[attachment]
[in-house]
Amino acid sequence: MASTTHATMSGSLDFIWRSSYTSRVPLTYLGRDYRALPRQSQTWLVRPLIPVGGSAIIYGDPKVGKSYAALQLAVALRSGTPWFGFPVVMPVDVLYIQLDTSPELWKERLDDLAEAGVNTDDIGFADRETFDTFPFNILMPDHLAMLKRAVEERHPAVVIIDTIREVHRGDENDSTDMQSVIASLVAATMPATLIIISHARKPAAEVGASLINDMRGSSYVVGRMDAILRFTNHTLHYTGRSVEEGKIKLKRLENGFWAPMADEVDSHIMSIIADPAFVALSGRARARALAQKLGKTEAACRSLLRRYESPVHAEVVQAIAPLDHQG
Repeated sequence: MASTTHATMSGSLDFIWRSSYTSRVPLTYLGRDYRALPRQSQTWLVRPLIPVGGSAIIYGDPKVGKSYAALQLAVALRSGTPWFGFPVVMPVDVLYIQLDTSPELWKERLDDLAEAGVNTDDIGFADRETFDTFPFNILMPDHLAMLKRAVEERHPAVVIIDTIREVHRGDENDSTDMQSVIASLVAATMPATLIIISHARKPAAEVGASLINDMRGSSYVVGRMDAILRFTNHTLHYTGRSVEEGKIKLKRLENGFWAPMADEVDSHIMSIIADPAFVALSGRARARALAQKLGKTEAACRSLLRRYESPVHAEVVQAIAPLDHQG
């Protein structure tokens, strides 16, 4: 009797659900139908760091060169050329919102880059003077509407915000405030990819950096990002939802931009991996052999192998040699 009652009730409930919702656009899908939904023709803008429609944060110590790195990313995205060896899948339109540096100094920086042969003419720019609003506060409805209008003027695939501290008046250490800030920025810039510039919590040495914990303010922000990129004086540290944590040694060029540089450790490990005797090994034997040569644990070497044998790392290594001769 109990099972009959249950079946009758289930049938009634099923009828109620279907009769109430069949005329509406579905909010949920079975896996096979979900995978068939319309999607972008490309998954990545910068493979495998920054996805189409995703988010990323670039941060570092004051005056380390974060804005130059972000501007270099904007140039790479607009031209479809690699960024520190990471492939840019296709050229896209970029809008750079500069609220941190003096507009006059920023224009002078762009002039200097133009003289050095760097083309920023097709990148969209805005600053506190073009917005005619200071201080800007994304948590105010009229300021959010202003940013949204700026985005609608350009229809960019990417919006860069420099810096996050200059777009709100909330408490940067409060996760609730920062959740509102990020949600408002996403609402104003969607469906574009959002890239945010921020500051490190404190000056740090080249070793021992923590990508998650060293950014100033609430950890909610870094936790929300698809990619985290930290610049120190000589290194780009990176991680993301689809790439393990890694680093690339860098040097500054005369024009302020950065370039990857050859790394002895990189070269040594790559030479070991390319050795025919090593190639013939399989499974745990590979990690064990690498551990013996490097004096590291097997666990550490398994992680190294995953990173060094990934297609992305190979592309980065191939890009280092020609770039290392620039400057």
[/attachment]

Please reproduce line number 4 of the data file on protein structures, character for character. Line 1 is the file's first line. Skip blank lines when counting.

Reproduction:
């Protein structure tokens, strides 16, 4: 009797659900139908760091060169050329919102880059003077509407915000405030990819950096990002939802931009991996052999192998040699 009652009730409930919702656009899908939904023709803008429609944060110590790195990313995205060896899948339109540096100094920086042969003419720019609003506060409805209008003027695939501290008046250490800030920025810039510039919590040495914990303010922000990129004086540290944590040694060029540089450790490990005797090994034997040569644990070497044998790392290594001769 109990099972009959249950079946009758289930049938009634099923009828109620279907009769109430069949005329509406579905909010949920079975896996096979979900995978068939319309999607972008490309998954990545910068493979495998920054996805189409995703988010990323670039941060570092004051005056380390974060804005130059972000501007270099904007140039790479607009031209479809690699960024520190990471492939840019296709050229896209970029809008750079500069609220941190003096507009006059920023224009002078762009002039200097133009003289050095760097083309920023097709990148969209805005600053506190073009917005005619200071201080800007994304948590105010009229300021959010202003940013949204700026985005609608350009229809960019990417919006860069420099810096996050200059777009709100909330408490940067409060996760609730920062959740509102990020949600408002996403609402104003969607469906574009959002890239945010921020500051490190404190000056740090080249070793021992923590990508998650060293950014100033609430950890909610870094936790929300698809990619985290930290610049120190000589290194780009990176991680993301689809790439393990890694680093690339860098040097500054005369024009302020950065370039990857050859790394002895990189070269040594790559030479070991390319050795025919090593190639013939399989499974745990590979990690064990690498551990013996490097004096590291097997666990550490398994992680190294995953990173060094990934297609992305190979592309980065191939890009280092020609770039290392620039400057």